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Cancer Guide

Maryann Gromisch RN Guide

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Cancer Awareness 101 Advocacy Sheet

By EmpowHER

More than 100 different types of cancer have been identified to date. Generally speaking, all forms of cancer start as out-of-control growth of abnormal cells.  Abnormal cells may collect into a tumor, and infiltrate and destroy tissues surrounding it. Cells can also multiply to create more tumors and/or spread to other parts of the body (metastasis).

Cancer of the blood or bone cancer, for example, does not involve tumors. It is important to note that not all tumors are cancerous (malignant); tumors that aren’t life threatening are called benign.

Regardless of where cancer may spread or not spread, the case is named for where the cancer started. For example, skin cancer (melanoma, or sarcoma) is cancer that started in skin cells, uterine cancer is cancer that started in uterine tissue.

Cancer is the second leading cause of death in the United States. Some things you may want to know about cancer are:

  • What causes cancer? Increased risk for developing cancer can be caused by either something people do (smoking, excessive sun exposure), something they’re exposed to (radiation, certain chemicals), or something that is in their family history (about one out of every 20 cases is inherited from parents). Continuing research is trying to get to the bottom of why certain things attribute to increased cancer risk, and how abnormal cell growth starts. Each type of cancer is different and occurs differently according to research findings.
  • Can injuries cause cancer? It is a common myth that injuries can open the door to cancer. Sometimes a fall, bruise or broken bone can cause a person to go to the doctor, and cancer is found in the process of mending the injury. But the injury didn’t cause the cancer. The cancer was already there, and may have actually caused a weakened state that attributed to the injury.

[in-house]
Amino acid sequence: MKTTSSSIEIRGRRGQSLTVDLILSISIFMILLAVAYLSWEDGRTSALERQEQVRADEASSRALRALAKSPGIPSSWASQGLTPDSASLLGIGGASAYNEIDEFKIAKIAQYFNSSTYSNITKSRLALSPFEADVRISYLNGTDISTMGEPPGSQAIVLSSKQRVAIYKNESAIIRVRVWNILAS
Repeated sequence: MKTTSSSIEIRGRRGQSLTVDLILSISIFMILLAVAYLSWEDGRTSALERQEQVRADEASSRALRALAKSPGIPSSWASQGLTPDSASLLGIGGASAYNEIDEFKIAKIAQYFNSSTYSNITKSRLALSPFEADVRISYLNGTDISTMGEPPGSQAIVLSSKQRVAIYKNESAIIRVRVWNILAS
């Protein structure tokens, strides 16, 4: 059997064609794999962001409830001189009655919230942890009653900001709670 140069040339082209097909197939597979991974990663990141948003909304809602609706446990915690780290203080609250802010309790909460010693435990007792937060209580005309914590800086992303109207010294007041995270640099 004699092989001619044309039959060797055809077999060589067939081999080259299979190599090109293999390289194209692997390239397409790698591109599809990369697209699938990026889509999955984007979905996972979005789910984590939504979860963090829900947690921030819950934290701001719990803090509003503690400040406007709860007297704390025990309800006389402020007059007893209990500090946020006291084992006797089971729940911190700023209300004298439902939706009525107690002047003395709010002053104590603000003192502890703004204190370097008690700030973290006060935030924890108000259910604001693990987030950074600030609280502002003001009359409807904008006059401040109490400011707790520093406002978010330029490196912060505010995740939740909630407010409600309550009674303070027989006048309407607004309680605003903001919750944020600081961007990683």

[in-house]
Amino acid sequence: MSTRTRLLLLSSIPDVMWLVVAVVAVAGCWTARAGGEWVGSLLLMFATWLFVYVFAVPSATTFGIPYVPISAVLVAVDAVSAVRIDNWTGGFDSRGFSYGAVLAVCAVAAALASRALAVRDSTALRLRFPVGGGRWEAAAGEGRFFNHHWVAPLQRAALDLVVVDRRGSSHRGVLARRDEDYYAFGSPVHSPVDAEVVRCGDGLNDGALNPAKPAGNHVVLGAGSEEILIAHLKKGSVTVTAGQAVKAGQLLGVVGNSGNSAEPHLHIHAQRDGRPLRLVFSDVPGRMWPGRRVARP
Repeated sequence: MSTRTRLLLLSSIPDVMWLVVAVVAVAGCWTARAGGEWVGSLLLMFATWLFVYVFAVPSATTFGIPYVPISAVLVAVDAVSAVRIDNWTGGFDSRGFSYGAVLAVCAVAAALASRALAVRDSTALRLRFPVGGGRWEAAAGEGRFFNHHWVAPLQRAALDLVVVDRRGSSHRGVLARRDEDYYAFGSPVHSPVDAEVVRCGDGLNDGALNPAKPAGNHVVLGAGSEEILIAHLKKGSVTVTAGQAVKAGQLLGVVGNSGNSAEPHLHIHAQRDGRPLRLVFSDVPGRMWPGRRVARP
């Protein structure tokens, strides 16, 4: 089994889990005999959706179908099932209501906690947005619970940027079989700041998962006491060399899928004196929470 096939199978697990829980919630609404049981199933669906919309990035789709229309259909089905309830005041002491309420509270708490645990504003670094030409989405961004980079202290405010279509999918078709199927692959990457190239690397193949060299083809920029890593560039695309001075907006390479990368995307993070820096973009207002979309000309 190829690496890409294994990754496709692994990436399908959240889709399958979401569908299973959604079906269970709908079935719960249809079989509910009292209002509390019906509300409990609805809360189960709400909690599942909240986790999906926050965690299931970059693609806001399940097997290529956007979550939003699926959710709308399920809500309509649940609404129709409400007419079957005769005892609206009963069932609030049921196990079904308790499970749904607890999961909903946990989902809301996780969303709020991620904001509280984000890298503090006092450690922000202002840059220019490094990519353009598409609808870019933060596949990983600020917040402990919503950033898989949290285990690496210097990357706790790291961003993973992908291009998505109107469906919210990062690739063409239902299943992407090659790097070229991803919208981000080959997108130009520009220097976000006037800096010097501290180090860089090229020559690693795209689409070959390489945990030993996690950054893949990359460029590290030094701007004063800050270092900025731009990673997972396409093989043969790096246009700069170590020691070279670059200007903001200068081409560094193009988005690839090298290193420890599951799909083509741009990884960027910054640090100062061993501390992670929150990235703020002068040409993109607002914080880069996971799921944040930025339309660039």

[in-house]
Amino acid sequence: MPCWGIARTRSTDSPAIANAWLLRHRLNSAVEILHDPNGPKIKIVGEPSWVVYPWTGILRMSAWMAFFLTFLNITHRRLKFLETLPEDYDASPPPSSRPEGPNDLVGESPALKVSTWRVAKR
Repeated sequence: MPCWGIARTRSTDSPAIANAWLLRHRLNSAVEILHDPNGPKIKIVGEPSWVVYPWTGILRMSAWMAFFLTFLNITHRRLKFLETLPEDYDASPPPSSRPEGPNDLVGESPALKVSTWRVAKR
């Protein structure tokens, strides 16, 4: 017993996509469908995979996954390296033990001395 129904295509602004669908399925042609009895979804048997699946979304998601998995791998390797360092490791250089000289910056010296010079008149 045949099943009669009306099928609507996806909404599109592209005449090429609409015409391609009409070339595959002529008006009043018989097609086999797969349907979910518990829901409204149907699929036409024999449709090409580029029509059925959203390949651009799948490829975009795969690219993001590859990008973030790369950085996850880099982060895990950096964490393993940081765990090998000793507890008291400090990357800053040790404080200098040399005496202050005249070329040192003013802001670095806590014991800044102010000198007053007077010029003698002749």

• Can stress cause cancer? There is no definitive link between cancer and stress. Studies conducted have found differing conclusions about increased risk for developing cancer and those with high amounts of psychological stress in their lives.
  • Is cancer contagious? Cancer cannot be “caught” like a cold or flu, by being around or touching someone with cancer.
  • Can cancer be prevented? There are certain things you can do to try and avoid being at higher risk for developing certain forms of cancer, such as not smoking, not drinking alcohol excessively, avoiding over-exposure to ultraviolet (UV) light (sun exposure or tanning beds). Other things you can do to help lower cancer risk is to eat a healthy diet, and keep up with regular checkups with the doctor to ensure early treatment of any illness including cancer.


This information is not meant to be a replacement for talking with your doctor. Talk with your team of doctors to get the full picture for your particular case.

Resources:
www.mayoclinic.com Cancer
www.cancer.org Questions People Ask About Cancer

Do you have a question about cancer? Check out EmpowHER’s cancer page. Sign-up, post a question, share your story, connect with other women in our community and feel EmpowHERed!

Christine Jeffries is a writer/editor for work and at heart, and lives in a home of testosterone with her husband and two sons. Christine is interested in women’s health and promoting strong women.

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